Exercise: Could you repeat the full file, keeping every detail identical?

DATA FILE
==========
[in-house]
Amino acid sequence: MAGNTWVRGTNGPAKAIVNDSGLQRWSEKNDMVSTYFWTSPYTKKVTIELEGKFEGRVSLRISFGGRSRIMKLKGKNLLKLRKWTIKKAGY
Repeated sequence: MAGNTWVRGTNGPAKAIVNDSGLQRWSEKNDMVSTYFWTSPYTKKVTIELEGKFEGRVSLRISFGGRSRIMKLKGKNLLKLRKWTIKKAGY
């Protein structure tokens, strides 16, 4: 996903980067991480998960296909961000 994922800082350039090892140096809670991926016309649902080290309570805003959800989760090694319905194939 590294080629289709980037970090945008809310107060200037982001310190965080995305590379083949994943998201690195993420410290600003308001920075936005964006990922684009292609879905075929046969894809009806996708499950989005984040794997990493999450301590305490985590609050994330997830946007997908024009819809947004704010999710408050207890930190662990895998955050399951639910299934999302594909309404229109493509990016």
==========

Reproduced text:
[in-house]
Amino acid sequence: MAGNTWVRGTNGPAKAIVNDSGLQRWSEKNDMVSTYFWTSPYTKKVTIELEGKFEGRVSLRISFGGRSRIMKLKGKNLLKLRKWTIKKAGY
Repeated sequence: MAGNTWVRGTNGPAKAIVNDSGLQRWSEKNDMVSTYFWTSPYTKKVTIELEGKFEGRVSLRISFGGRSRIMKLKGKNLLKLRKWTIKKAGY
């Protein structure tokens, strides 16, 4: 996903980067991480998960296909961000 994922800082350039090892140096809670991926016309649902080290309570805003959800989760090694319905194939 590294080629289709980037970090945008809310107060200037982001310190965080995305590379083949994943998201690195993420410290600003308001920075936005964006990922684009292609879905075929046969894809009806996708499950989005984040794997990493999450301590305490985590609050994330997830946007997908024009819809947004704010999710408050207890930190662990895998955050399951639910299934999302594909309404229109493509990016």